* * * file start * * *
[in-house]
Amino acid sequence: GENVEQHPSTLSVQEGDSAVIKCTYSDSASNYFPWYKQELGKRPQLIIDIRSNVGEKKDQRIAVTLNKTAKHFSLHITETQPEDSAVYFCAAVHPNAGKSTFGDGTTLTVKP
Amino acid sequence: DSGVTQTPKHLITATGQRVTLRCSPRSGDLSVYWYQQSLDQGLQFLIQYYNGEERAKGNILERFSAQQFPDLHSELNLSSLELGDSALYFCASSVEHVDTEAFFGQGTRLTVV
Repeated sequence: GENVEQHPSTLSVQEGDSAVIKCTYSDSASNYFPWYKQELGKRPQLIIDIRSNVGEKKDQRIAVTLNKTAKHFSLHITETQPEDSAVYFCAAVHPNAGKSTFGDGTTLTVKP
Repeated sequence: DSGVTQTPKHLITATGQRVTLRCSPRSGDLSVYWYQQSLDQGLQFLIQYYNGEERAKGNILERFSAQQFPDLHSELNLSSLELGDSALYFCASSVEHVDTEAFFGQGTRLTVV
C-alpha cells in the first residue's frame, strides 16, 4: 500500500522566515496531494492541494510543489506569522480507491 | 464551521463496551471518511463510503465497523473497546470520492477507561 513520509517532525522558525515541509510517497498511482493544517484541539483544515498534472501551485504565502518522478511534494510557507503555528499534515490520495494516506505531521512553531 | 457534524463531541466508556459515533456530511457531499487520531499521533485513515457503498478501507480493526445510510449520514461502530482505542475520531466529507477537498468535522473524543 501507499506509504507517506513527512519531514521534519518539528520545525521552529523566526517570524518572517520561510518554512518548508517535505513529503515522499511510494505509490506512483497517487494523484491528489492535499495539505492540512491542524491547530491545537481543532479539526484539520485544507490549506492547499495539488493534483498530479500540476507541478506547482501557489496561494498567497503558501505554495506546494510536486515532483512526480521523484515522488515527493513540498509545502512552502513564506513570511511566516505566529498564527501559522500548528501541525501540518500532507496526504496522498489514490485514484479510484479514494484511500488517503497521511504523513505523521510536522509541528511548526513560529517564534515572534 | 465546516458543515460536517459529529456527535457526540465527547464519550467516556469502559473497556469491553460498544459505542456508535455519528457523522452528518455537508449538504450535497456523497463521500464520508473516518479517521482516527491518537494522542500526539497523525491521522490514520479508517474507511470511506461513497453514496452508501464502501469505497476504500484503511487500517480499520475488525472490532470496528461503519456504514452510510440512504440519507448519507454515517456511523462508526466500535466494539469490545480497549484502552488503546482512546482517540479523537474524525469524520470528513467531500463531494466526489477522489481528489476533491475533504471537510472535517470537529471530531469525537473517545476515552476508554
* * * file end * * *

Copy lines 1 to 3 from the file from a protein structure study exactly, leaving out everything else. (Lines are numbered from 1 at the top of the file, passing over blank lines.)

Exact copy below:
[in-house]
Amino acid sequence: GENVEQHPSTLSVQEGDSAVIKCTYSDSASNYFPWYKQELGKRPQLIIDIRSNVGEKKDQRIAVTLNKTAKHFSLHITETQPEDSAVYFCAAVHPNAGKSTFGDGTTLTVKP
Amino acid sequence: DSGVTQTPKHLITATGQRVTLRCSPRSGDLSVYWYQQSLDQGLQFLIQYYNGEERAKGNILERFSAQQFPDLHSELNLSSLELGDSALYFCASSVEHVDTEAFFGQGTRLTVV